Friday, September 5, 2014

Review: The Deserters by Charles Glass

"[A]n impressive achievement: a boot-level take on the conflict that is fresh without being cynically revisionist." —The New Republic 

A groundbreaking history of ordinary soldiers struggling on the front lines, The Deserters offers a completely new perspective on the Second World War. Charles Glass—renowned journalist and author of the critically acclaimed Americans in Paris: Life and Death Under Nazi Occupation—delves deep into army archives, personal diaries, court-martial records, and self-published memoirs to produce this dramatic and heartbreaking portrait of men overlooked by their commanders and ignored by history. 

Surveying the 150,000 American and British soldiers known to have deserted in the European Theater, The Deserters: A Hidden History of World War II tells the life stories of three soldiers who abandoned their posts in France, Italy, and Africa. Their deeds form the backbone of Glass’s arresting portrait of soldiers pushed to the breaking point, a sweeping reexamination of the conditions for ordinary soldiers. 

With the grace and pace of a novel, The Deserters moves beyond the false extremes of courage and cowardice to reveal the true experience of the frontline soldier. Glass shares the story of men like Private Alfred Whitehead, a Tennessee farm boy who earned Silver and Bronze Stars for bravery in Normandy—yet became a gangster in liberated Paris, robbing Allied supply depots along with ordinary citizens. Here also is the story of British men like Private John Bain, who deserted three times but never fled from combat—and who endured battles in North Africa and northern France before German machine guns cut his legs from under him. The heart of The Deserters resides with men like Private Steve Weiss, an idealistic teenage volunteer from Brooklyn who forced his father—a disillusioned First World War veteran—to sign his enlistment papers because he was not yet eighteen. On the Anzio beachhead and in the Ardennes forest, as an infantryman with the 36th Division and as an accidental partisan in the French Resistance, Weiss lost his illusions about the nobility of conflict and the infallibility of American commanders.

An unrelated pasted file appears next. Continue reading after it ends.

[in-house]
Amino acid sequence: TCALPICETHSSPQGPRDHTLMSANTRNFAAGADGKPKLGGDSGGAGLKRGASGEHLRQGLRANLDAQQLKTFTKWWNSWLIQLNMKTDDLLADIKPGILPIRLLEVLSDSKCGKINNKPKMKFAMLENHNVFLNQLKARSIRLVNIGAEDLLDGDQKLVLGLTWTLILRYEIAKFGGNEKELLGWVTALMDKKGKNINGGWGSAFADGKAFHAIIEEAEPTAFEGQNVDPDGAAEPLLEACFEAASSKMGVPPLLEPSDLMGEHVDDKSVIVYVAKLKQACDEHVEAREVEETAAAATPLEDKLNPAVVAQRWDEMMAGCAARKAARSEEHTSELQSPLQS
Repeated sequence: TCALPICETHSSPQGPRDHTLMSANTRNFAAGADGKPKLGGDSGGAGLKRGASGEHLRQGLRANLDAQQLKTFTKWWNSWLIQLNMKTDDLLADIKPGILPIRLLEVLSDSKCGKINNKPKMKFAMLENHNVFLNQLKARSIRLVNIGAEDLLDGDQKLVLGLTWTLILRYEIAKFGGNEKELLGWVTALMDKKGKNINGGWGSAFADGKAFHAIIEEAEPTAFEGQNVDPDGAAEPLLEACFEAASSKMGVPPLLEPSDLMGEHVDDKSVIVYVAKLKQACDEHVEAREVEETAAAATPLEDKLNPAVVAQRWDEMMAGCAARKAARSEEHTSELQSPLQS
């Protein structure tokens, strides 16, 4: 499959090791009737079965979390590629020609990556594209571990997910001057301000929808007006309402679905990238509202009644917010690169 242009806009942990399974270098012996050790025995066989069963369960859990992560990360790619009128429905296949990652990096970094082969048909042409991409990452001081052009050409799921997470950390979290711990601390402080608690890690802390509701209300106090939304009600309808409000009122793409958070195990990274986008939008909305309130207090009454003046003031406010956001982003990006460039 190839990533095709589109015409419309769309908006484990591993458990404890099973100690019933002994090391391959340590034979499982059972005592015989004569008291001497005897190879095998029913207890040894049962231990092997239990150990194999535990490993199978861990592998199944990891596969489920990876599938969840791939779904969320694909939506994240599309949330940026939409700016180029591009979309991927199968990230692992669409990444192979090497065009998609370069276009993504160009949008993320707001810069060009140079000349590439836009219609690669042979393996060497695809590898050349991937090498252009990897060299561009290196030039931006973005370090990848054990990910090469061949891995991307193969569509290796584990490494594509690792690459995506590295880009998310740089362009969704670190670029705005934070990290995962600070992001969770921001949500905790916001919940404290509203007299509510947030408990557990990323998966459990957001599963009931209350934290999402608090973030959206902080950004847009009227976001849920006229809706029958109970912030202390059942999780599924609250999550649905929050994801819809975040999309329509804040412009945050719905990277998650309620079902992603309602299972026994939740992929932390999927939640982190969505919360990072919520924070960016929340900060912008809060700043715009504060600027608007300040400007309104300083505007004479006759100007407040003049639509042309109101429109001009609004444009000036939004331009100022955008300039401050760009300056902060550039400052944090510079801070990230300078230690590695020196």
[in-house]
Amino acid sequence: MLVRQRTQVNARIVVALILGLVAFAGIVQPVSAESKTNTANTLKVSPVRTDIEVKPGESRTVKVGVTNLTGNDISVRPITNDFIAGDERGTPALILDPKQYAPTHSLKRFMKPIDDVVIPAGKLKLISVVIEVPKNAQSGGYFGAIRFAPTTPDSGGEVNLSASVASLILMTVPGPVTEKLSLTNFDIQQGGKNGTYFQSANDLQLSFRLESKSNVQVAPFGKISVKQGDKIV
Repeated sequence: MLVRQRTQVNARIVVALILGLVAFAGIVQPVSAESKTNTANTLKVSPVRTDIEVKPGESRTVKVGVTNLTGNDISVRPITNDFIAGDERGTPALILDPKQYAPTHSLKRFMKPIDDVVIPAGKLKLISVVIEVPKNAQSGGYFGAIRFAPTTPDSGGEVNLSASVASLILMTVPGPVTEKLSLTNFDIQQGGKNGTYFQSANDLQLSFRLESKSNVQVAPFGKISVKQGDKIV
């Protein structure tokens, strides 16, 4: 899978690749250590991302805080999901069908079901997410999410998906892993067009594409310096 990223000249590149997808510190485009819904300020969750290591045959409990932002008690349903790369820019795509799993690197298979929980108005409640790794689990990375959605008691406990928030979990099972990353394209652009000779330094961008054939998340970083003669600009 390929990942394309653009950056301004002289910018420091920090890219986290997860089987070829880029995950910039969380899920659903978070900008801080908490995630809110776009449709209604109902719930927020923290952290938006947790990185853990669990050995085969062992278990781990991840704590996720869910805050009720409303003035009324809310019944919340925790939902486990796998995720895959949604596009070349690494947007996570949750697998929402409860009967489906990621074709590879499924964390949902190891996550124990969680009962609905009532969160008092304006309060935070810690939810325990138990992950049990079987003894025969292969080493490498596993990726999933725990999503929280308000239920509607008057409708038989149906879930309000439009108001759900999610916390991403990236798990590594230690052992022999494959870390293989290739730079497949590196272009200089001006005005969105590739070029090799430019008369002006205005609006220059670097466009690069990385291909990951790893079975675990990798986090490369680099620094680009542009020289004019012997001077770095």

Far from the bright picture found in propaganda and nostalgia, the Second World War was a grim and brutal affair, a long and lonely effort that has never been fully reported—to the detriment of those who served and the danger of those nurtured on false tales today. Revealing the true costs of conflict on those forced to fight, The Deserters is an elegant and unforgettable story of ordinary men desperately struggling in extraordinary times.



Received for review.

War is terrible but sometimes a necessary evil and this is a very personal and heartbreaking look into the lives and minds of the nearly 50,000 US and 10,000 UK soldiers who deserted during World War II.

The author does a brilliant of neither condemning or condoning what the soldiers did.  He explains the circumstances of their lives and the events that led to their desertions in a calm, clear, concise manner.  That's not to say that he is at all clinical about it.  He just provides a complete picture of each soldier and his life and his ultimate decision to desert.

Whether you are interested in military history in particular, or just general history this is a fascinating look into a previously unexplored world.  I certainly recommend it.

★★★★ = Really Liked It


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1 comments:

Ryan said...

I think I would like this. One of my favorite books of all time is The Absolutist by John Boyne.

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